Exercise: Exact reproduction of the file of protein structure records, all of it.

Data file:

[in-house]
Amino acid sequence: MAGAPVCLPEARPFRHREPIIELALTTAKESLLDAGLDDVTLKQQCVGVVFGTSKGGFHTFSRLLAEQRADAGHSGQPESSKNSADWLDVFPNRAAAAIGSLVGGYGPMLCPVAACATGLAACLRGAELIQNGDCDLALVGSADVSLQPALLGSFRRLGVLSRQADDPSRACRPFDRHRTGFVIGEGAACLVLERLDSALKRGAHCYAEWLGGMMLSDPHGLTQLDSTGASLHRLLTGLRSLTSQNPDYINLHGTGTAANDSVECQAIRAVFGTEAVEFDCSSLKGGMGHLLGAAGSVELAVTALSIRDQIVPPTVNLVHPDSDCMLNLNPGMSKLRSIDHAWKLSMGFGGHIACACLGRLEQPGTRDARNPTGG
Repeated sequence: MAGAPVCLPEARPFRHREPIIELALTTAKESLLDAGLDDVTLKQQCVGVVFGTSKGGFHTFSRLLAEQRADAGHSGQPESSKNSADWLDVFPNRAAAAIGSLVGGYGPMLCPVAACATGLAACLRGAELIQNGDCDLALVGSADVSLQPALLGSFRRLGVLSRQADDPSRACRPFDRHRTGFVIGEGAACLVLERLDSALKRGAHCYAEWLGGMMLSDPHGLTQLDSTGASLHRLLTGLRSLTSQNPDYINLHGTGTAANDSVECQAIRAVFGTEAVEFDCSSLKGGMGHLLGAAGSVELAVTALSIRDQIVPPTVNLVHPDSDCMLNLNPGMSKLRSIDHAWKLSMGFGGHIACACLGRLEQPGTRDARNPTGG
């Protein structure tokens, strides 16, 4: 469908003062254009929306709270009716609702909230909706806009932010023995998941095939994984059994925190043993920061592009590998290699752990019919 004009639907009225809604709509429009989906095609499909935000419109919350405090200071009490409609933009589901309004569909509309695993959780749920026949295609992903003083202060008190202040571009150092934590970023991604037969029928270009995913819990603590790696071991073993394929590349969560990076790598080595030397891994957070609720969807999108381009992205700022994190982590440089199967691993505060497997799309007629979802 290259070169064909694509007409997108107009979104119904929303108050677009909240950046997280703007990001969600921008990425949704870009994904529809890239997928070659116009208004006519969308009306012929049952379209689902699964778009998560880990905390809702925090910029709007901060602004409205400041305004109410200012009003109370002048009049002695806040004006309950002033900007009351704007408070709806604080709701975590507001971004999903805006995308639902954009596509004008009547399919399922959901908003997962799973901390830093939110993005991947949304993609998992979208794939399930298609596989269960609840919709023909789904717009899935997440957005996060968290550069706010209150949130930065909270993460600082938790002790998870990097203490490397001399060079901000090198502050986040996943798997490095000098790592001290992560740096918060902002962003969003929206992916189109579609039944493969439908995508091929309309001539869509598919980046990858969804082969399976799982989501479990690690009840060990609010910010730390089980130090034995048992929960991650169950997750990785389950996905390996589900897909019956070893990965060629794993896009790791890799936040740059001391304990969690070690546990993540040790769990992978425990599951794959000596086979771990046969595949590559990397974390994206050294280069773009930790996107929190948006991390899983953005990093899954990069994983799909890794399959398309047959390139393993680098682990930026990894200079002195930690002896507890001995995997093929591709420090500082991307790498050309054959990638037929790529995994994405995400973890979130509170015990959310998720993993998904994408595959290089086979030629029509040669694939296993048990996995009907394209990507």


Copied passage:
[in-house]
Amino acid sequence: MAGAPVCLPEARPFRHREPIIELALTTAKESLLDAGLDDVTLKQQCVGVVFGTSKGGFHTFSRLLAEQRADAGHSGQPESSKNSADWLDVFPNRAAAAIGSLVGGYGPMLCPVAACATGLAACLRGAELIQNGDCDLALVGSADVSLQPALLGSFRRLGVLSRQADDPSRACRPFDRHRTGFVIGEGAACLVLERLDSALKRGAHCYAEWLGGMMLSDPHGLTQLDSTGASLHRLLTGLRSLTSQNPDYINLHGTGTAANDSVECQAIRAVFGTEAVEFDCSSLKGGMGHLLGAAGSVELAVTALSIRDQIVPPTVNLVHPDSDCMLNLNPGMSKLRSIDHAWKLSMGFGGHIACACLGRLEQPGTRDARNPTGG
Repeated sequence: MAGAPVCLPEARPFRHREPIIELALTTAKESLLDAGLDDVTLKQQCVGVVFGTSKGGFHTFSRLLAEQRADAGHSGQPESSKNSADWLDVFPNRAAAAIGSLVGGYGPMLCPVAACATGLAACLRGAELIQNGDCDLALVGSADVSLQPALLGSFRRLGVLSRQADDPSRACRPFDRHRTGFVIGEGAACLVLERLDSALKRGAHCYAEWLGGMMLSDPHGLTQLDSTGASLHRLLTGLRSLTSQNPDYINLHGTGTAANDSVECQAIRAVFGTEAVEFDCSSLKGGMGHLLGAAGSVELAVTALSIRDQIVPPTVNLVHPDSDCMLNLNPGMSKLRSIDHAWKLSMGFGGHIACACLGRLEQPGTRDARNPTGG
């Protein structure tokens, strides 16, 4: 469908003062254009929306709270009716609702909230909706806009932010023995998941095939994984059994925190043993920061592009590998290699752990019919 004009639907009225809604709509429009989906095609499909935000419109919350405090200071009490409609933009589901309004569909509309695993959780749920026949295609992903003083202060008190202040571009150092934590970023991604037969029928270009995913819990603590790696071991073993394929590349969560990076790598080595030397891994957070609720969807999108381009992205700022994190982590440089199967691993505060497997799309007629979802 290259070169064909694509007409997108107009979104119904929303108050677009909240950046997280703007990001969600921008990425949704870009994904529809890239997928070659116009208004006519969308009306012929049952379209689902699964778009998560880990905390809702925090910029709007901060602004409205400041305004109410200012009003109370002048009049002695806040004006309950002033900007009351704007408070709806604080709701975590507001971004999903805006995308639902954009596509004008009547399919399922959901908003997962799973901390830093939110993005991947949304993609998992979208794939399930298609596989269960609840919709023909789904717009899935997440957005996060968290550069706010209150949130930065909270993460600082938790002790998870990097203490490397001399060079901000090198502050986040996943798997490095000098790592001290992560740096918060902002962003969003929206992916189109579609039944493969439908995508091929309309001539869509598919980046990858969804082969399976799982989501479990690690009840060990609010910010730390089980130090034995048992929960991650169950997750990785389950996905390996589900897909019956070893990965060629794993896009790791890799936040740059001391304990969690070690546990993540040790769990992978425990599951794959000596086979771990046969595949590559990397974390994206050294280069773009930790996107929190948006991390899983953005990093899954990069994983799909890794399959398309047959390139393993680098682990930026990894200079002195930690002896507890001995995997093929591709420090500082991307790498050309054959990638037929790529995994994405995400973890979130509170015990959310998720993993998904994408595959290089086979030629029509040669694939296993048990996995009907394209990507």